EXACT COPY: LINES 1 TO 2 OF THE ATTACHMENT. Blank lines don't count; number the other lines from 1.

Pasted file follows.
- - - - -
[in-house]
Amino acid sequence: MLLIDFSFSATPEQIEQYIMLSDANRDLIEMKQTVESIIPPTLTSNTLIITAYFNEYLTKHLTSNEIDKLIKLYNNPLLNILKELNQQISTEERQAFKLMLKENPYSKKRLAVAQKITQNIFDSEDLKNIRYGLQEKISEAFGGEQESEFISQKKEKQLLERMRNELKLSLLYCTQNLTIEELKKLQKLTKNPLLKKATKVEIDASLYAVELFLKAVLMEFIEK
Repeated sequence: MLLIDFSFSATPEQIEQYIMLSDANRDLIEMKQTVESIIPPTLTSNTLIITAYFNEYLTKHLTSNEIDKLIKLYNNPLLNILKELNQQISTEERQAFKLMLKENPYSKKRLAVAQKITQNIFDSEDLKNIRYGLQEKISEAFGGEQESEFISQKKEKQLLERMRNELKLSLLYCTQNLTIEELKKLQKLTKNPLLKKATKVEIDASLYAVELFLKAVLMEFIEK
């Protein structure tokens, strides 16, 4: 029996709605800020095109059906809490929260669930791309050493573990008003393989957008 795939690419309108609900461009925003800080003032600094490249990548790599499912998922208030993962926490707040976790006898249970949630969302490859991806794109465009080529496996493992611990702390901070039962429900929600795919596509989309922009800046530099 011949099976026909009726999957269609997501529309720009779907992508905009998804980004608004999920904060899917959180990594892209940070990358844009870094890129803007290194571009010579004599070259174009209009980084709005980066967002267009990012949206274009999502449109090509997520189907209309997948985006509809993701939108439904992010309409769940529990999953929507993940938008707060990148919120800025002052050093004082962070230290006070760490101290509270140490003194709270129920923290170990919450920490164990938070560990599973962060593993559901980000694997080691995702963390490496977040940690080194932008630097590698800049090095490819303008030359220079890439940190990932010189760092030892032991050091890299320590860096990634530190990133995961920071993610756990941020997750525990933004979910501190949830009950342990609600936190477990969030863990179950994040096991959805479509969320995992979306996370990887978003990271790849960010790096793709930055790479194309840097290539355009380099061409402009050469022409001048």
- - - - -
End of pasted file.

[in-house]
Amino acid sequence: MLLIDFSFSATPEQIEQYIMLSDANRDLIEMKQTVESIIPPTLTSNTLIITAYFNEYLTKHLTSNEIDKLIKLYNNPLLNILKELNQQISTEERQAFKLMLKENPYSKKRLAVAQKITQNIFDSEDLKNIRYGLQEKISEAFGGEQESEFISQKKEKQLLERMRNELKLSLLYCTQNLTIEELKKLQKLTKNPLLKKATKVEIDASLYAVELFLKAVLMEFIEK